“Matthew’s data has been consistent daily, since March 2020. He meticulously sources his data in a transparent way, that anyone can check, as he lists them. His graphs and information have been available to the nearby city councils, and clinics, anyone who needs data points to get across the seriousness and local statistics. This information has influenced so many in their COVID mitigation efforts and daily planning. He is courteous to a fault, with naysayers, simply acknowledging them, but not taking it personally. His facts help one weed through the misinformation and skewing of information. He gives praise where credit is due. All of this has been done as a VOLUNTEER, because of his dedication to providing this service to his community. All while raising a family and working. He also experienced COVID himself and his own family, while doing the project, and still continued data during that time when he was able. He this has immense empathy for those who have or will experience it.”
“Has taken it upon himself to be the most reliable, transparent, trustworthy source of information on COVID-19 in Missouri early 2020. I am a healthcare worker and his data has been invaluable to me at a time when so many things were unsure. I always knew I could trust Matt’s information, that it was not biased and it was the best sources. It helped me make informed decisions to protect myself, my family, and my patients.”
“I’ve been following Matthew’s Facebook posts since March or April of last year, and I immediately appreciated that he was presenting the data in a way that was much more accessible and understandable. As the summer wore on, I started following my local health department sites, so I volunteered to Matthew that I’d be happy to collect the numbers from the counties all around me. I joined his little team in September. The value of his work became even more apparent when the state data was transferred from the DHSS to an independent contractor for a hefty sum, no doubt. The numbers mysteriously started to fall way behind what our health departments were reporting. Matthew data had always been ahead of the state numbers, but now the difference was profound. I appreciate Matthew’s sense of humor, how he shares himself with us all, and how careful he is not to say anything that is too political so as not to alienate people. It’s an honor to help him. I wish his work wasn’t needed, but it is.”
Dr. Ferial Pearson is an assistant professor at the University of Nebraska at Omaha, where she specializes in teacher education.
Dr. Pearson has earned three national and several local awards for her work in education and social justice, including the Kennedy Center’s Stephen Sondheim Inspirational Teacher award. She is the founder of the Secret Kindness Agents Project, which is the subject of two published books, her dissertation, and a TEDx Talk. The project is in over 500 K-16 schools worldwide and has been highlighted by Hallmark, Lady Gaga’s Born This Way Foundation, and SPLC’S Learning for Justice Magazine.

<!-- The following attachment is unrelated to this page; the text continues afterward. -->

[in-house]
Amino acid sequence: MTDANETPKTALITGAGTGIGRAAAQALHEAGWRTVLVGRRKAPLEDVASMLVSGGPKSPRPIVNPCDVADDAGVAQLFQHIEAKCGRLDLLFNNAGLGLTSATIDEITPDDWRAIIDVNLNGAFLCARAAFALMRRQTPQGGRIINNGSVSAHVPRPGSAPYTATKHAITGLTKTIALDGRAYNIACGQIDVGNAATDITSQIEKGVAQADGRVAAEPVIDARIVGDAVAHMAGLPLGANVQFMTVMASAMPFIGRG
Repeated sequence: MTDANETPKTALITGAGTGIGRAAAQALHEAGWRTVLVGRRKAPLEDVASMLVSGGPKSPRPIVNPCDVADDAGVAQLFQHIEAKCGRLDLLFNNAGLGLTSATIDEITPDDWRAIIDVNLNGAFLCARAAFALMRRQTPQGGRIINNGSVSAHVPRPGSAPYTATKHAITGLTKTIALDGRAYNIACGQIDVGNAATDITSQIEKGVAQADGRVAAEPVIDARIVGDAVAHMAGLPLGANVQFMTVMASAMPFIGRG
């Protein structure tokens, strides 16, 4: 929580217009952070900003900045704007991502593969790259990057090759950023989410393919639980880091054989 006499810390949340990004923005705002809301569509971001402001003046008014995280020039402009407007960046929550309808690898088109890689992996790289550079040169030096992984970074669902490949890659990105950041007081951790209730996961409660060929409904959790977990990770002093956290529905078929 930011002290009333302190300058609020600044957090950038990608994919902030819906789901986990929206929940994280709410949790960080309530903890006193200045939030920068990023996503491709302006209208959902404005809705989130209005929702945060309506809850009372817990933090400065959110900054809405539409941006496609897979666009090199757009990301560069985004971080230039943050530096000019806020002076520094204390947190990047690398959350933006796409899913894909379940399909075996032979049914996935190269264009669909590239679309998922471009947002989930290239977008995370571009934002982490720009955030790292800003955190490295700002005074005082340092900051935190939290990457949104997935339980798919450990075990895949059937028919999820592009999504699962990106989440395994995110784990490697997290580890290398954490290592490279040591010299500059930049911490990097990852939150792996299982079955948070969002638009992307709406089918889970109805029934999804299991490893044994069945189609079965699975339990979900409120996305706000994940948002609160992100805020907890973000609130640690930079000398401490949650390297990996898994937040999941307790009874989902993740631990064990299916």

Her decorated tenure as a leader in public education kept her alert to public disinformation regarding COVID-19 in schools.
“When the pandemic began, I noticed that there was a lack of data coming from the school districts about where cases were, the number of cases, the lack of mitigation efforts and resources in local schools, etc.,” Ferial said. “Soon, school employees and families began sending me their stories, the emails they were getting from schools about cases, and how they are feeling about what is really going on. I publish all this on my Facebook page after verifying they are true, and I will blur out people’s faces and names to protect identities.”
Much like Florida, Nebraska never issued a mask mandate, and there’s no consistent policy on when or why schools should open partially or completely.
“They also do not seek input from teachers or the community or look at actual data about whether or not it is truly safe to have hundreds of children and teachers in a school building that is not properly ventilated,” she said. “I hear from custodians, teachers, administrators, school bus drivers, cafeteria workers, students, family members, and school nurses. “
“We are hoping that getting the truth out there will at the very least make more parents choose to keep their kids at home, and at the most, convince public officials to do the right thing and keep our school communities safe. Unfortunately, many people in power – including superintendents – have contacted my dean and senior vice chancellor asking them to censor me online and accusing me of stirring up drama with misinformation.